Biden said he would not deport any undocumented person who came forward for coronavirus treatment or testing.

"Anyone who shows up to be tested for coronavirus or gets coronavirus and is treated would be held harmless," he said. He said that there are certain things undocumented immigrants cannot be deported for, and added "that would be one of them."

Sen. Bernie Sanders also answered, and mentioned that his Medicare for All plan includes heath care coverage for undocumented immigrants.

"So we have to make sure that everybody feels comfortable getting the health care that they need. That should be a general principle above and beyond the coronavirus," he said.

8:45 p.m.

Sanders suggested that the United States should be working with China on dealing with coronavirus.

Sanders was asked: "When the outbreak first started, the government censored the whistleblower doctor who sounded the alarm and downplayed the true gravity of the the virus. What consequences should China face for its role in this global crisis?"

Sanders said one of the consequences to learn is "you cannot lie to the American people. You cannot be less than frank about the a nature of the crisis."

He went on say that he doesn't think it's the time to be punishing people.

"Now is the time to be working with China. They are learning a lot about this crisis. And in fact, we have to work with them. We have to work with the World Health Organization, we have to work with Italy. If there was ever a moment when the entire world is in this together, got to support each other, this is that moment," Sanders said.

8:40 p.m.

Joe Biden pointed out another area of agreement with Bernie Sanders during Sunday night's debate: Those on Wall Street responsible for the 2008 economic collapse should have gone to jail.

But he also criticized Sanders over his vote against the bank bailout. The former vice president said individuals Sanders says he cares about would have been in “deep trouble” had banks been allowed to collapse.

“This was about saving the economy. And it did save the economy. And the banks paid back, and they paid back with interest,” Biden said.

It was the second time in the debate that Biden said he agreed with Sanders. The first was over surging efforts at hospitals to deal with the coronavirus pandemic.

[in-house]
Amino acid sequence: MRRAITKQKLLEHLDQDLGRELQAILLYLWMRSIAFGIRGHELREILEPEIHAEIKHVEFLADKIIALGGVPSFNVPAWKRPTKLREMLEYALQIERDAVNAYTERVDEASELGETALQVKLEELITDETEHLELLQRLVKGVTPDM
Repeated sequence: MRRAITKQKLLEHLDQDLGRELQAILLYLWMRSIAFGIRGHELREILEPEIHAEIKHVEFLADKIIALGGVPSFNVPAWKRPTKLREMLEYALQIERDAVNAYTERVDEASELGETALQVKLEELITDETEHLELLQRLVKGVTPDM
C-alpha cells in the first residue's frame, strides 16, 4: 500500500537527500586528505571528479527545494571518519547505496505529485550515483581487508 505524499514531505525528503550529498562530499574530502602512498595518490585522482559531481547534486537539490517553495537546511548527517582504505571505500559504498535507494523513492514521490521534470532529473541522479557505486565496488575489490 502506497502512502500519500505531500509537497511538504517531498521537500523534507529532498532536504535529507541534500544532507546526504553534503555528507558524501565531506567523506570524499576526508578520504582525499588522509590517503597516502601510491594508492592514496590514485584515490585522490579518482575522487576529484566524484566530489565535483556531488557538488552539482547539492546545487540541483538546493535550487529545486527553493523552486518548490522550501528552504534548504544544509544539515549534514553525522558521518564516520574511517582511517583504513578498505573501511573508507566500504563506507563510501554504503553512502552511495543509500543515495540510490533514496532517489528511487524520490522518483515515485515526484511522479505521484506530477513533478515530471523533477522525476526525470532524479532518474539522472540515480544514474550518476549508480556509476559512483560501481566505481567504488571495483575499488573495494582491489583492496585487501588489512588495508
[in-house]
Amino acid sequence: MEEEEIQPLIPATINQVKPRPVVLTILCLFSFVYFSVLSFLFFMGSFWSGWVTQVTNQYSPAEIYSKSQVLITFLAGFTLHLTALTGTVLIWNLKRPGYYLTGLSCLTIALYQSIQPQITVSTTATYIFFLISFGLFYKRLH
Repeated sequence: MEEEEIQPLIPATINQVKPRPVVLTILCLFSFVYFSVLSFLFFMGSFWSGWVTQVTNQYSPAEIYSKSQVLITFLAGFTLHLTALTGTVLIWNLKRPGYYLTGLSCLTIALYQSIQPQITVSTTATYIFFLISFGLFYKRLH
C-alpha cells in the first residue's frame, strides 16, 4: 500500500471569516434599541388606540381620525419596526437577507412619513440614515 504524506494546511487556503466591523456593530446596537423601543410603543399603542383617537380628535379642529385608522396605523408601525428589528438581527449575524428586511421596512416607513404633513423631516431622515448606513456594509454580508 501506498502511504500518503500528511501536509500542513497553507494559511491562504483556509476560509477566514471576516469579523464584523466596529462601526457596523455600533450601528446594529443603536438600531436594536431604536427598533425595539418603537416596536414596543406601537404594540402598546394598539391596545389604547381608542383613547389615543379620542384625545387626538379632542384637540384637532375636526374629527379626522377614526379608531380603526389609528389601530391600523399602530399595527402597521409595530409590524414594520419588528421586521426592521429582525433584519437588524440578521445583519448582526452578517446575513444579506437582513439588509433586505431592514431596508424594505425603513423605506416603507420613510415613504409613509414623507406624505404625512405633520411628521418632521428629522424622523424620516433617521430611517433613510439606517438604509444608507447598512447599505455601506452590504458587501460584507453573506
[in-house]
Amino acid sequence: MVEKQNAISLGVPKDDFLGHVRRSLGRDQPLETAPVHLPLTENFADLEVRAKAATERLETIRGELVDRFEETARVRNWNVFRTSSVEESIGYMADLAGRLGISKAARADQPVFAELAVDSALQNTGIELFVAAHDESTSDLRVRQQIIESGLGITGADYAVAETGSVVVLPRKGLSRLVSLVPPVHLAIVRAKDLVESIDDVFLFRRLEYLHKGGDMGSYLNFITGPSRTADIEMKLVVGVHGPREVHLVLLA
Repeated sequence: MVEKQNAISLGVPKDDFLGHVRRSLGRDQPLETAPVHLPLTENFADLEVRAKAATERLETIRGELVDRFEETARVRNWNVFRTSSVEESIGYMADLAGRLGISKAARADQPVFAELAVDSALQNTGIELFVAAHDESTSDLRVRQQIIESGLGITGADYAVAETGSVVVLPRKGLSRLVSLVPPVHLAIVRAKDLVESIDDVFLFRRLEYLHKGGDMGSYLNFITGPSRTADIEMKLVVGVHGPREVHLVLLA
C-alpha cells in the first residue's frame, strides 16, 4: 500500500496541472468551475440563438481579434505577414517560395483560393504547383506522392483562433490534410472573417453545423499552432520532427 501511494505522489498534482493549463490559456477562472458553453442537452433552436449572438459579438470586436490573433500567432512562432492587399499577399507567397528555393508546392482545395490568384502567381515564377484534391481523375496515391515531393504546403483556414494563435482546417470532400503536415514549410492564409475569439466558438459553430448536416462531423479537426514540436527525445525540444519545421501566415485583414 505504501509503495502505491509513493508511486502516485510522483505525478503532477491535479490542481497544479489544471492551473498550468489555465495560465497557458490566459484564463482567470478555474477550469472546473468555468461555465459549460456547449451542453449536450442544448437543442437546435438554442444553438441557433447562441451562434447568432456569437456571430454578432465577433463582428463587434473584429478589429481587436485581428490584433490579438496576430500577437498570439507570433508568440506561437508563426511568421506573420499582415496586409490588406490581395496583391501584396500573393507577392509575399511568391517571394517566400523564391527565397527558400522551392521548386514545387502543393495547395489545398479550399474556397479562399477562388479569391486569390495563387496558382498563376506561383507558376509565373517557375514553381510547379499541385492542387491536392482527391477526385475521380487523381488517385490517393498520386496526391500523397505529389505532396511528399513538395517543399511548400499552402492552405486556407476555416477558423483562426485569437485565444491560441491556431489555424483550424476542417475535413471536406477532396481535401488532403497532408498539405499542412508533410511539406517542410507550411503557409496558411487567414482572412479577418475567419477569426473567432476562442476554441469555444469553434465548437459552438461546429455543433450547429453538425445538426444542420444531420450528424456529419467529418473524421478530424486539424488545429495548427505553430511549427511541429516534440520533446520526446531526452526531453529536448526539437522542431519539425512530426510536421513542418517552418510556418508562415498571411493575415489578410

8:30 p.m.

Joe Biden said having Medicare for All in the United States would not help solve the coronavirus crisis.

“With all due respect to Medicare for All, you have a single payer system in Italy. It doesn't work there. It has nothing to do with Medicare for All. That would not solve the problem at all,” Biden said.

Italy has been put under total lockdown as coronavirus spreads in the country.

Sanders, who has spearheaded Medicare for All, responded to Biden’s assertion and said experts have said that one of the reasons the U.S. has been unprepared to handle this crisis is "we don't have a system.”

“We’ve got thousands of private insurance plans," Sanders said. "That is not a system that is prepared to provide health care to all people. In a good year, without the epidemic, we're losing up to 60,000 people who die every year because they don't get to a doctor on time."

8:20 p.m.

When asked if he'd deploy the U.S. military to fight the coronavirus outbreak, Bernie Sanders said he'd use "all of the tools that make sense."

"And if using the National Guard — which is folks, I think, in New York state are already using the National Guard — that's something that has to be done," Sanders said. "This is clearly, as the vice president indicated, a national emergency."

Former Vice President Joe Biden said he'd call on the military immediately, adding they could help build hospitals.

"I would call out the military," Biden said. "So it is a national emergency. I would call out the military."

8:15 p.m.

Biden said he and Sanders were on the same page about making sure hospitals are prepared for a surge in sick patients.

“I agree with Bernie. We’re in a situation where we have to now be providing for the hospitals that are going to be needed. We need it now,” he said.

Biden said the United States has dealt with similar viruses before, and referenced 2009’s H1N1 pandemic and Ebola.

8:10 p.m.

Sanders said that the first step to tackling the spread of coronavirus — whether he becomes president or not — would be to “shut this president up right now.”

“First thing we have got to do, whether or not I’m president, is to shut this president up right now, because he’s undermining the doctors and the scientists who are trying to help the American people,” Sanders said. “It is unacceptable for him to be blabbering with un-factual information, which is confusing the general public.”

Sanders said he believes the government needs to move “aggressive” to make sure everybody in this country “understands that when they get sick with the coronavirus … that all payments will be made.”

“They don't have to worry about coming up with money for testing,” he said. “They don't have to worry about coming up with money for treatment.”

He added: “Do not worry about the cost right now. Because we're in the middle of a national emergency."

8:05 p.m.

Joe Biden got the first question of the night, and it was about the coronavirus outbreak.
Biden was asked, "What do you say to the American people who are confronting this new reality?"

Biden said he wants to increase testing, and ensure that every state has access to drive-through tests. He said he's working to ensure there are more hospital beds and said he'd deal with the economic fall out "quickly."

8 p.m.

The debate begins between Former Vice President Joe Biden and Sen. Bernie Sanders without an audience due to coronavirus concerns.